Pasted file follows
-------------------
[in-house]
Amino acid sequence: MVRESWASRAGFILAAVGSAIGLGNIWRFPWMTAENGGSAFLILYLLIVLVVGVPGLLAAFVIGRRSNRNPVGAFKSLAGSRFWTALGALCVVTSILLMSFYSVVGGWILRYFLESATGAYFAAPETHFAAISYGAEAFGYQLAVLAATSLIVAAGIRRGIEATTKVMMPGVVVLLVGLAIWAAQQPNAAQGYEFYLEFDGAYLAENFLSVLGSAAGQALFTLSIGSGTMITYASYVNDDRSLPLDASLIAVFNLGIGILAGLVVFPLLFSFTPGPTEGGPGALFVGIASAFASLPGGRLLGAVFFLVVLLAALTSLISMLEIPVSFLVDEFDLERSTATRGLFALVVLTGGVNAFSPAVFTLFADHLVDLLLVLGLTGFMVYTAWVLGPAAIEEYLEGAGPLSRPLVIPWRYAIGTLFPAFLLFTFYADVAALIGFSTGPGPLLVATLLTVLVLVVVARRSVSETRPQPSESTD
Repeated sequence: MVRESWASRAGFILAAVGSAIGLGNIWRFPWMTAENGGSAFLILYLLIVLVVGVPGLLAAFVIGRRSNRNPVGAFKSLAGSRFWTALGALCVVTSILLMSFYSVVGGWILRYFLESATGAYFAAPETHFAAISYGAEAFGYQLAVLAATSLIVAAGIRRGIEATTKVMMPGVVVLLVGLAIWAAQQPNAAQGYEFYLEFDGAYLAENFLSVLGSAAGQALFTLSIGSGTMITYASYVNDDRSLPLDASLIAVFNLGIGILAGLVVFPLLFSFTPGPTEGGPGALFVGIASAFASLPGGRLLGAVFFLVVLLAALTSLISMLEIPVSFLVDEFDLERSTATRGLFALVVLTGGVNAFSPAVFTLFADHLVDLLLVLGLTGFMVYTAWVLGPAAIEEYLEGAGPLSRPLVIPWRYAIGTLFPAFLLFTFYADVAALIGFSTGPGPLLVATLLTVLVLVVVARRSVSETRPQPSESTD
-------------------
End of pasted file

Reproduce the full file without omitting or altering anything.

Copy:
[in-house]
Amino acid sequence: MVRESWASRAGFILAAVGSAIGLGNIWRFPWMTAENGGSAFLILYLLIVLVVGVPGLLAAFVIGRRSNRNPVGAFKSLAGSRFWTALGALCVVTSILLMSFYSVVGGWILRYFLESATGAYFAAPETHFAAISYGAEAFGYQLAVLAATSLIVAAGIRRGIEATTKVMMPGVVVLLVGLAIWAAQQPNAAQGYEFYLEFDGAYLAENFLSVLGSAAGQALFTLSIGSGTMITYASYVNDDRSLPLDASLIAVFNLGIGILAGLVVFPLLFSFTPGPTEGGPGALFVGIASAFASLPGGRLLGAVFFLVVLLAALTSLISMLEIPVSFLVDEFDLERSTATRGLFALVVLTGGVNAFSPAVFTLFADHLVDLLLVLGLTGFMVYTAWVLGPAAIEEYLEGAGPLSRPLVIPWRYAIGTLFPAFLLFTFYADVAALIGFSTGPGPLLVATLLTVLVLVVVARRSVSETRPQPSESTD
Repeated sequence: MVRESWASRAGFILAAVGSAIGLGNIWRFPWMTAENGGSAFLILYLLIVLVVGVPGLLAAFVIGRRSNRNPVGAFKSLAGSRFWTALGALCVVTSILLMSFYSVVGGWILRYFLESATGAYFAAPETHFAAISYGAEAFGYQLAVLAATSLIVAAGIRRGIEATTKVMMPGVVVLLVGLAIWAAQQPNAAQGYEFYLEFDGAYLAENFLSVLGSAAGQALFTLSIGSGTMITYASYVNDDRSLPLDASLIAVFNLGIGILAGLVVFPLLFSFTPGPTEGGPGALFVGIASAFASLPGGRLLGAVFFLVVLLAALTSLISMLEIPVSFLVDEFDLERSTATRGLFALVVLTGGVNAFSPAVFTLFADHLVDLLLVLGLTGFMVYTAWVLGPAAIEEYLEGAGPLSRPLVIPWRYAIGTLFPAFLLFTFYADVAALIGFSTGPGPLLVATLLTVLVLVVVARRSVSETRPQPSESTD